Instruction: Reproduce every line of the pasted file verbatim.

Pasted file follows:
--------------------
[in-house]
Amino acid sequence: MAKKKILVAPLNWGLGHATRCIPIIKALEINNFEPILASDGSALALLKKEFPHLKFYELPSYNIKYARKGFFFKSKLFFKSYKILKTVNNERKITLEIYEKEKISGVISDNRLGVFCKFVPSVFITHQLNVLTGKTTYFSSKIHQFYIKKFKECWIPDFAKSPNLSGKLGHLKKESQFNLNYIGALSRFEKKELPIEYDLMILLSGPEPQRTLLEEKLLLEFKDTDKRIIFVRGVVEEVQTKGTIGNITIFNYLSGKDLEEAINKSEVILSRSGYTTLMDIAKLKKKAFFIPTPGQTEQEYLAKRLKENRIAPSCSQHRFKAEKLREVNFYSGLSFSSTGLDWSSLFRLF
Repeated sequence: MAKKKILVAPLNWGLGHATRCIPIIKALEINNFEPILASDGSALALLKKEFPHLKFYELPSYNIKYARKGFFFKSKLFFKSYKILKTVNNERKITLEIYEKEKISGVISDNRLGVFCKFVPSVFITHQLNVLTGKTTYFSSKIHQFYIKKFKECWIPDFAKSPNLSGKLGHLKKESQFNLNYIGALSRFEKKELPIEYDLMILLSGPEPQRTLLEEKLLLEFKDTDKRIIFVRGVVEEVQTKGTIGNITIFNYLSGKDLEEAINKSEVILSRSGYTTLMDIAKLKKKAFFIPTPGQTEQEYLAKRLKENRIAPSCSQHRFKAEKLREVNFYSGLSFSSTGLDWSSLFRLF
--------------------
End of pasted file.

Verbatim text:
[in-house]
Amino acid sequence: MAKKKILVAPLNWGLGHATRCIPIIKALEINNFEPILASDGSALALLKKEFPHLKFYELPSYNIKYARKGFFFKSKLFFKSYKILKTVNNERKITLEIYEKEKISGVISDNRLGVFCKFVPSVFITHQLNVLTGKTTYFSSKIHQFYIKKFKECWIPDFAKSPNLSGKLGHLKKESQFNLNYIGALSRFEKKELPIEYDLMILLSGPEPQRTLLEEKLLLEFKDTDKRIIFVRGVVEEVQTKGTIGNITIFNYLSGKDLEEAINKSEVILSRSGYTTLMDIAKLKKKAFFIPTPGQTEQEYLAKRLKENRIAPSCSQHRFKAEKLREVNFYSGLSFSSTGLDWSSLFRLF
Repeated sequence: MAKKKILVAPLNWGLGHATRCIPIIKALEINNFEPILASDGSALALLKKEFPHLKFYELPSYNIKYARKGFFFKSKLFFKSYKILKTVNNERKITLEIYEKEKISGVISDNRLGVFCKFVPSVFITHQLNVLTGKTTYFSSKIHQFYIKKFKECWIPDFAKSPNLSGKLGHLKKESQFNLNYIGALSRFEKKELPIEYDLMILLSGPEPQRTLLEEKLLLEFKDTDKRIIFVRGVVEEVQTKGTIGNITIFNYLSGKDLEEAINKSEVILSRSGYTTLMDIAKLKKKAFFIPTPGQTEQEYLAKRLKENRIAPSCSQHRFKAEKLREVNFYSGLSFSSTGLDWSSLFRLF